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Stephen Cushner's PAINTINGS in the Galleries, 3/15-4/7

February 23, 2004
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"CUSHNER DEMONSTRATES THAT ABSTRACT PAINTING
IS NOT DEAD OR EVEN OUTDATED"*
Paintings by Stephen Cushner opens March 15 at George Mason University’s
Johnson Center and Fine Arts Galleries


Fairfax, Virginia, February 23, 2004—His work seems deceptively simple. Yet viewers come away with a new regard for the artist’s ample investment in each canvas – investments brought to fruition in works called, "strong, lyrical, rhythmic," and "enigmatic" (The Washington Post and Art News, respectively). Stephen Cushner, who received a B.F.A. from the Rhode Island School of Design in 1976 and an M.F.A. from the University of Maryland in 1980, has work in the collections of The Hirshhorn Museum and Sculpture Garden; the Corcoran Gallery of Art; and The Washington Post. He teaches at Corcoran School of Art, Washington, D.C. (since 1987); American University, Washington, D.C. (since 1995) and Vermont College, Montpelier (since 1995). In his exhibit of Paintings at George Mason University’s Johnson Center and Fine Arts Galleries, March 15 through April 7, the artist’s trademark use of central geometric shapes and monochromatic creations, share the spotlight with works using a different style and color. An artist’s talk begins at 4:30 p.m. on Wednesday, March 17, in the Fine Arts Gallery, followed by a reception at 5:30 p.m. in the Johnson Center Gallery.

Steven Cushner has achieved national recognition as an important contemporary artist. His paintings have been exhibited in museums and galleries throughout the United States. He has received many honors for his work, including an Artist 's Fellowship Grant from the National Endowment for the Arts. He shows regularly at Hemphill Fine Arts, in Washington, DC, and Reynolds Gallery in Richmond, VA. Both his large paintings and smaller watercolors display equal amounts of immediacy and depth of experience.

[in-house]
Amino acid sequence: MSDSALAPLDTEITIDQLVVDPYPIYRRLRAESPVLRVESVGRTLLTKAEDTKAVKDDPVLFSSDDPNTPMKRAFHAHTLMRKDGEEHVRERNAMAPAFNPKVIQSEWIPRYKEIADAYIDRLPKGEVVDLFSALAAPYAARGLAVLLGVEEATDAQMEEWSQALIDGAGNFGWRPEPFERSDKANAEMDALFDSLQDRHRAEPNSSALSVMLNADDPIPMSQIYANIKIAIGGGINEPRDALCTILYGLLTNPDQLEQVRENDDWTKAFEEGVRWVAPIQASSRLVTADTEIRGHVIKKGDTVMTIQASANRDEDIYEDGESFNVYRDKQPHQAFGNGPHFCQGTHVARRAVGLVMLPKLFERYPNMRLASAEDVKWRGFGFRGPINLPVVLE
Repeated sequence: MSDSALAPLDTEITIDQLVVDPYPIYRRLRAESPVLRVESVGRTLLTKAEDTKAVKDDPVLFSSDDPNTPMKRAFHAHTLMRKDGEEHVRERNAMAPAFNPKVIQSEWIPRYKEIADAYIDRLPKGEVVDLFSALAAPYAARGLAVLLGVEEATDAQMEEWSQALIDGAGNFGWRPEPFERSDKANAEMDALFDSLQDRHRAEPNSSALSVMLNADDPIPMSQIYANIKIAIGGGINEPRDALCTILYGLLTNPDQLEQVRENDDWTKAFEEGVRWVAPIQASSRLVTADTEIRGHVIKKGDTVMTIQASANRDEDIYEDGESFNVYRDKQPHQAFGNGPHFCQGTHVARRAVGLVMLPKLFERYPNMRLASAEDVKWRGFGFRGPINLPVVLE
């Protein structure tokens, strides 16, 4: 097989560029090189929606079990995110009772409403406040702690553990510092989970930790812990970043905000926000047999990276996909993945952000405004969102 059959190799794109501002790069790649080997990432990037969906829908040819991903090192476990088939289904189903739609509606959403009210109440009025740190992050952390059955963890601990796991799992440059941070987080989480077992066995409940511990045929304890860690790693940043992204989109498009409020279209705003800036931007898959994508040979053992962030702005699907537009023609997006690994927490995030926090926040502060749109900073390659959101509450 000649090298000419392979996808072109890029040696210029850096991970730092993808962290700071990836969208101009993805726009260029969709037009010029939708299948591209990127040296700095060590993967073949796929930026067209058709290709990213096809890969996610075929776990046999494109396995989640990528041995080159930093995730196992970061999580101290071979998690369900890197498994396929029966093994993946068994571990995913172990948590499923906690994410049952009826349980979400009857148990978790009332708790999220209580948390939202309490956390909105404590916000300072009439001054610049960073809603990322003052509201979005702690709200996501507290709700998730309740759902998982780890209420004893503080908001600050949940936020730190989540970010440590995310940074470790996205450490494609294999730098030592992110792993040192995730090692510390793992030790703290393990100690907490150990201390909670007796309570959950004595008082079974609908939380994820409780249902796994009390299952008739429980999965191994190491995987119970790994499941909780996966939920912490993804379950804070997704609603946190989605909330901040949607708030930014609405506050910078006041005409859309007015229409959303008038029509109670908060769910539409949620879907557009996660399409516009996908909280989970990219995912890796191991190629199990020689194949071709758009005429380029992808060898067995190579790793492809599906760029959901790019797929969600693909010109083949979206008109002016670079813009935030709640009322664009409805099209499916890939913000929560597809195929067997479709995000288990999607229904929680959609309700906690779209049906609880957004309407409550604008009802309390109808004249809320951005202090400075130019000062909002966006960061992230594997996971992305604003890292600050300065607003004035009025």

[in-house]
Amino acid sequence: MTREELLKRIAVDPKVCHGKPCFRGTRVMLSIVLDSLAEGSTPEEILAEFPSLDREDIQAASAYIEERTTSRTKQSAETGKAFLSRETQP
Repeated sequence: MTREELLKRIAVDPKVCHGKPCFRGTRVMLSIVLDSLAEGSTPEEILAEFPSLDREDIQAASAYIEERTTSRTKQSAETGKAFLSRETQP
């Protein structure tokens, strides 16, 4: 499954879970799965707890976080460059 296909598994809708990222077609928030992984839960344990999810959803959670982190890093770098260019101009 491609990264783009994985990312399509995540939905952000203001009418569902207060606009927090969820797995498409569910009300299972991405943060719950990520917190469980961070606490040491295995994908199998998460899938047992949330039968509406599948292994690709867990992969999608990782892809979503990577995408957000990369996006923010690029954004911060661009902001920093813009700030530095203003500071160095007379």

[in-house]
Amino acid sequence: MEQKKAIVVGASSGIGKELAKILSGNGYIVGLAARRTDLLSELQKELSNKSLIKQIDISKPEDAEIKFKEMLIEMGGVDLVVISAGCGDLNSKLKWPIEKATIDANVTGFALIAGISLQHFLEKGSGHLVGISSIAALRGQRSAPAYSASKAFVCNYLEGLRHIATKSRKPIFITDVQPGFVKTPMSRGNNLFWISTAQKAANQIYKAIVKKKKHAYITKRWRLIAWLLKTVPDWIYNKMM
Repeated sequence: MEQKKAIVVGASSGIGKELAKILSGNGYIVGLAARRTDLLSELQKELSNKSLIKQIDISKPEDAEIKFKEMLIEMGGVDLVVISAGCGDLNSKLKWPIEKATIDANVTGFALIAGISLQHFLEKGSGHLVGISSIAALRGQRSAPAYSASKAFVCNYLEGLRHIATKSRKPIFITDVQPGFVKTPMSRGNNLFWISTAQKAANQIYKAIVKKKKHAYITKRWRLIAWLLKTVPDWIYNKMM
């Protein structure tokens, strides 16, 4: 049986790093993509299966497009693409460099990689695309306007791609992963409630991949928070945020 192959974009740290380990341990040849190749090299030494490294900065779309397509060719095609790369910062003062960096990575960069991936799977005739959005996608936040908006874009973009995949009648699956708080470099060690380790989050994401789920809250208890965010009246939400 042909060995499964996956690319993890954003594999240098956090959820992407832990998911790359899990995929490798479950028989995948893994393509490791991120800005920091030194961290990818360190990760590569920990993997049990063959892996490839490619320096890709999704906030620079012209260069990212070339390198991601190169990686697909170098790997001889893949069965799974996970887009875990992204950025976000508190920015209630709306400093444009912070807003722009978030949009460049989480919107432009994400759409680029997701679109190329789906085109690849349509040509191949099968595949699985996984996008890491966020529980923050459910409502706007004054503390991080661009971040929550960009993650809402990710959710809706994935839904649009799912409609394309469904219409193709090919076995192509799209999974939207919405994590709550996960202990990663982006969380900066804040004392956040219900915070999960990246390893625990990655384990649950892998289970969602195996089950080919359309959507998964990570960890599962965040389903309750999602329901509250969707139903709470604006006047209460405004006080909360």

The Washington CityPaper comments, "His great success is in evoking the immediate sensations that drive his process while simultaneously evoking the mediation of those sensations by art and memory." And, says Cushner, "I wanted to explore how to capture real things that exist in real space…to give the paintings a sculptural feel, like you could walk into them." Indeed, as Art News observed, his work is "grounded in the real world."

# # #

The Galleries are all located on Mason’s Fairfax campus. The Johnson Center Gallery is located on the main level of the George W. Johnson Center in the heart of the campus. The Fine Arts Gallery is located on the ground floor of the Fine Arts Building in room B104. The Mason Hall Atrium Gallery is on the ground floor of Mason Hall on Mason Pond Drive. Galleries are open Mon. through Thurs., from 9 a.m. to 7:00 p.m., Fridays 9 a.m. to 5 p.m., unless otherwise noted, and by appointment. The Concert Hall Gallery is open Tuesday – Friday, 10 a.m. to 6 p.m. The Gallery Program is a division of Mason’s College of Visual and Performing Arts, home to the Center for the Arts. The College of Visual and Performing Arts exists to create an academic environment in which the arts may be considered both as individual disciplines and as interdisciplinary forms that strengthen each other. Believing that an education in the arts is deepened by regular contact with the work of distinguished visiting artists, the College draws on a variety of professional presenting and producing units where artists from across the country and around the world regularly perform, give master classes, work with students during extended residencies, and interact with the community in a variety of other ways. These programs at the Center for the Arts Concert Hall, TheaterSpace, Galleries, Harris Theater, and other venues, provide a diverse selection of challenging and entertaining cultural experiences for the University community, as well as Northern Virginia and the greater Washington, D.C. area. The College houses four academic departments: Art and Visual Technology, Dance, Music and Theater.



*Richmond Style Weekly